The kitchen and living area.
Photo sourced from Turnbull, Griffin & Haesloop Architects website.

Looking through the end window.
Photo sourced from Turnbull, Griffin & Haesloop Architects website.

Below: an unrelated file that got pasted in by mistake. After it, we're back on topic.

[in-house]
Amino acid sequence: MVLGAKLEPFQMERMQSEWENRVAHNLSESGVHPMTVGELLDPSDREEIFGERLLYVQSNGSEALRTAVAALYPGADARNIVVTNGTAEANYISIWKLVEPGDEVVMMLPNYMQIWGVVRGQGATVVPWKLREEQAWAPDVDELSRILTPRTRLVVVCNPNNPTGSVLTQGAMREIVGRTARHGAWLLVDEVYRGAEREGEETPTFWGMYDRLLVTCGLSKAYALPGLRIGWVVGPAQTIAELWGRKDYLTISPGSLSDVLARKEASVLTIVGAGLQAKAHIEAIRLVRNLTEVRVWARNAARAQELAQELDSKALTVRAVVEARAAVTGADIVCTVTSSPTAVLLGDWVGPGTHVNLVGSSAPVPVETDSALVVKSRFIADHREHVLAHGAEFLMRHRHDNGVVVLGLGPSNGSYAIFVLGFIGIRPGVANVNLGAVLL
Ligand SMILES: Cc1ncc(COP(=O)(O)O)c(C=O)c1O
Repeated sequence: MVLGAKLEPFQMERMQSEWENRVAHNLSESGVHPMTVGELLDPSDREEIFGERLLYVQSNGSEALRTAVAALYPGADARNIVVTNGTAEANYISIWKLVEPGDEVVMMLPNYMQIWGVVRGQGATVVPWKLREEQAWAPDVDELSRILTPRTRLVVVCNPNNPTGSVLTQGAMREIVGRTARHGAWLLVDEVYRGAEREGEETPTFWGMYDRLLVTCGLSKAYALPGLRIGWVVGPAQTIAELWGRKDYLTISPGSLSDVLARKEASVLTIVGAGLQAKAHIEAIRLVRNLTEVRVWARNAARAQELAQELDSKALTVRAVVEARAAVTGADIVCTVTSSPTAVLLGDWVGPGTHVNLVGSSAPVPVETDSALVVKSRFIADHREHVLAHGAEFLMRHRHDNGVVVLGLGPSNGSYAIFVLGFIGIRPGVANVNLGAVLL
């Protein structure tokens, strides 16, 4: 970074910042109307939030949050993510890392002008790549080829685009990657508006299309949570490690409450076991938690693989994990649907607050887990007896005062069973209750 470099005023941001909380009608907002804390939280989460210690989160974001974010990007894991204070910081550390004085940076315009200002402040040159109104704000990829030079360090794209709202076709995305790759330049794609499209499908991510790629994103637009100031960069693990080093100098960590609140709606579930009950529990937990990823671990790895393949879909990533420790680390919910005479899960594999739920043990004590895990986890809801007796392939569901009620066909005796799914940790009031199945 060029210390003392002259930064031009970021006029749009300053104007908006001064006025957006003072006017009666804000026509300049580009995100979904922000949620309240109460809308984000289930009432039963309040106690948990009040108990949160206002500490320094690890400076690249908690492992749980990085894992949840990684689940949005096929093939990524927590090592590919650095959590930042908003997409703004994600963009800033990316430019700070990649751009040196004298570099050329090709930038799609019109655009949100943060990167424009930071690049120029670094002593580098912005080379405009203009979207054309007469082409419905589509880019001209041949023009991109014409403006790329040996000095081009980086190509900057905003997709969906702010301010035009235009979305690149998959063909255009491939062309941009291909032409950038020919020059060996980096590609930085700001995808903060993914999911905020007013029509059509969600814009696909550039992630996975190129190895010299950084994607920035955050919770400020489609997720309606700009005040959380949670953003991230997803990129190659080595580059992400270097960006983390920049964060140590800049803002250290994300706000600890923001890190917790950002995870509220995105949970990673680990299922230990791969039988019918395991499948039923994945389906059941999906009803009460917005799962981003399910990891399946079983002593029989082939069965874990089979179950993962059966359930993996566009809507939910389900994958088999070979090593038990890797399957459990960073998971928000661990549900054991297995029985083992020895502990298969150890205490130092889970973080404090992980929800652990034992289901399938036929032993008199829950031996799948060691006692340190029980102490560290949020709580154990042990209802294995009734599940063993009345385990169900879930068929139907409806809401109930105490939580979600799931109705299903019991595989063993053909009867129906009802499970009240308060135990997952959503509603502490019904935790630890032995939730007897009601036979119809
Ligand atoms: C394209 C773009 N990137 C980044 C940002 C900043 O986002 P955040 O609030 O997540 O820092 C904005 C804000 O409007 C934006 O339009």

Rob was completely infatuated by it though, drawing plans, and making little balsa wood models. Gradually I came around to liking the design, he was right, we spend a lot of time outside and if designed well the space would feel more spacious than it is. We did make our hut a little wider and longer. The hut is 4 metres wide and 27 metres long. The hut is split in two by the breezeway, which will have a polished concrete floor, so that muddy feet (both human and dog) don’t matter. This will be the entrance to the hut, with a set of double glass doors on either side which we will be able to open flat to the outside walls. This will be the place to dump coats, hats, shoes, keys. To the left will be a corridor that runs down the back of the hut, leading to two bedrooms and two bathrooms. Our bedroom will be at the end overlooking our vegetable and flower garden and the orchard. It will also have a set of double glass doors opening out onto the front patio. The other half of the hut will be an open plan living area with a cathedral (hopefully timber lined) ceiling. On leaving the breezeway, you will enter the kitchen which will flow into the dining area and sitting area. Like the original house, there will be a full length window seat under the end window with book shelves at each end. There will be a set of bi-fold doors that also open out onto the patio, blurring the boundary between the inside of the hut and outside. There will be a second smaller hut that will be the laundry and shed.